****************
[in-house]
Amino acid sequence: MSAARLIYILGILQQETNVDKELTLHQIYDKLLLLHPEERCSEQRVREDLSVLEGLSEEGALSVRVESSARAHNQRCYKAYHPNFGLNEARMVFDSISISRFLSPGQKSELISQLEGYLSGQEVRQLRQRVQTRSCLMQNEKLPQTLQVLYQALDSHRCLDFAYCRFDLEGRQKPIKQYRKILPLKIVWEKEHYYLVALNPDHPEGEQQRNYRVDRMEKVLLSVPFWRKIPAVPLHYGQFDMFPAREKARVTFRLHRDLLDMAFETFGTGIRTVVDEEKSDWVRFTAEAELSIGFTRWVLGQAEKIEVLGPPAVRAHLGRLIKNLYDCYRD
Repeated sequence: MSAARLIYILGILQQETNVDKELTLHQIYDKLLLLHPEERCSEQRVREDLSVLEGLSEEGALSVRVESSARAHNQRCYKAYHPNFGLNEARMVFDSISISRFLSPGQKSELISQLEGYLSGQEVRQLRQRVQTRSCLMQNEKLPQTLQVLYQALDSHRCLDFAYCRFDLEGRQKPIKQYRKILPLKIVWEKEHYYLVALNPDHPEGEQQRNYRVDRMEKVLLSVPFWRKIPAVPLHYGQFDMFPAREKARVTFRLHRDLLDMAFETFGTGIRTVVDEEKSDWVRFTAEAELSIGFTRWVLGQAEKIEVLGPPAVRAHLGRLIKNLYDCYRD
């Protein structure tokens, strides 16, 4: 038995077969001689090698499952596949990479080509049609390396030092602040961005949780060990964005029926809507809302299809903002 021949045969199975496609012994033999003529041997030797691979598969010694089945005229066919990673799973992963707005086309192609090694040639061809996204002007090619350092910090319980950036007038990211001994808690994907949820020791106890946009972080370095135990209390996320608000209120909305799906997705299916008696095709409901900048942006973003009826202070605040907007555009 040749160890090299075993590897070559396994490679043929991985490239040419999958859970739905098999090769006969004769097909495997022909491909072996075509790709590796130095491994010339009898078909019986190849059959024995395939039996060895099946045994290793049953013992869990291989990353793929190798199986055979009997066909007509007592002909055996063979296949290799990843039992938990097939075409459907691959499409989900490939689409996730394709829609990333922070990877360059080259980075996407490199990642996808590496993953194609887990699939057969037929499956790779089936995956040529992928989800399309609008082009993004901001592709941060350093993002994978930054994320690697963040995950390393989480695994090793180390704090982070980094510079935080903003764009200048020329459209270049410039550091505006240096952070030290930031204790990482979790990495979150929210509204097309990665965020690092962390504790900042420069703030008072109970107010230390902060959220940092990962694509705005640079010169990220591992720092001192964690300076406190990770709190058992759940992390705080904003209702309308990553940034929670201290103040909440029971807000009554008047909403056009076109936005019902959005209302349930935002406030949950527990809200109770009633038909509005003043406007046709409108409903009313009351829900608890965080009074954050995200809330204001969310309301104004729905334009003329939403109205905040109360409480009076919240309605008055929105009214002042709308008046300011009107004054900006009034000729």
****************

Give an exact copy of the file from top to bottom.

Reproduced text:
[in-house]
Amino acid sequence: MSAARLIYILGILQQETNVDKELTLHQIYDKLLLLHPEERCSEQRVREDLSVLEGLSEEGALSVRVESSARAHNQRCYKAYHPNFGLNEARMVFDSISISRFLSPGQKSELISQLEGYLSGQEVRQLRQRVQTRSCLMQNEKLPQTLQVLYQALDSHRCLDFAYCRFDLEGRQKPIKQYRKILPLKIVWEKEHYYLVALNPDHPEGEQQRNYRVDRMEKVLLSVPFWRKIPAVPLHYGQFDMFPAREKARVTFRLHRDLLDMAFETFGTGIRTVVDEEKSDWVRFTAEAELSIGFTRWVLGQAEKIEVLGPPAVRAHLGRLIKNLYDCYRD
Repeated sequence: MSAARLIYILGILQQETNVDKELTLHQIYDKLLLLHPEERCSEQRVREDLSVLEGLSEEGALSVRVESSARAHNQRCYKAYHPNFGLNEARMVFDSISISRFLSPGQKSELISQLEGYLSGQEVRQLRQRVQTRSCLMQNEKLPQTLQVLYQALDSHRCLDFAYCRFDLEGRQKPIKQYRKILPLKIVWEKEHYYLVALNPDHPEGEQQRNYRVDRMEKVLLSVPFWRKIPAVPLHYGQFDMFPAREKARVTFRLHRDLLDMAFETFGTGIRTVVDEEKSDWVRFTAEAELSIGFTRWVLGQAEKIEVLGPPAVRAHLGRLIKNLYDCYRD
């Protein structure tokens, strides 16, 4: 038995077969001689090698499952596949990479080509049609390396030092602040961005949780060990964005029926809507809302299809903002 021949045969199975496609012994033999003529041997030797691979598969010694089945005229066919990673799973992963707005086309192609090694040639061809996204002007090619350092910090319980950036007038990211001994808690994907949820020791106890946009972080370095135990209390996320608000209120909305799906997705299916008696095709409901900048942006973003009826202070605040907007555009 040749160890090299075993590897070559396994490679043929991985490239040419999958859970739905098999090769006969004769097909495997022909491909072996075509790709590796130095491994010339009898078909019986190849059959024995395939039996060895099946045994290793049953013992869990291989990353793929190798199986055979009997066909007509007592002909055996063979296949290799990843039992938990097939075409459907691959499409989900490939689409996730394709829609990333922070990877360059080259980075996407490199990642996808590496993953194609887990699939057969037929499956790779089936995956040529992928989800399309609008082009993004901001592709941060350093993002994978930054994320690697963040995950390393989480695994090793180390704090982070980094510079935080903003764009200048020329459209270049410039550091505006240096952070030290930031204790990482979790990495979150929210509204097309990665965020690092962390504790900042420069703030008072109970107010230390902060959220940092990962694509705005640079010169990220591992720092001192964690300076406190990770709190058992759940992390705080904003209702309308990553940034929670201290103040909440029971807000009554008047909403056009076109936005019902959005209302349930935002406030949950527990809200109770009633038909509005003043406007046709409108409903009313009351829900608890965080009074954050995200809330204001969310309301104004729905334009003329939403109205905040109360409480009076919240309605008055929105009214002042709308008046300011009107004054900006009034000729």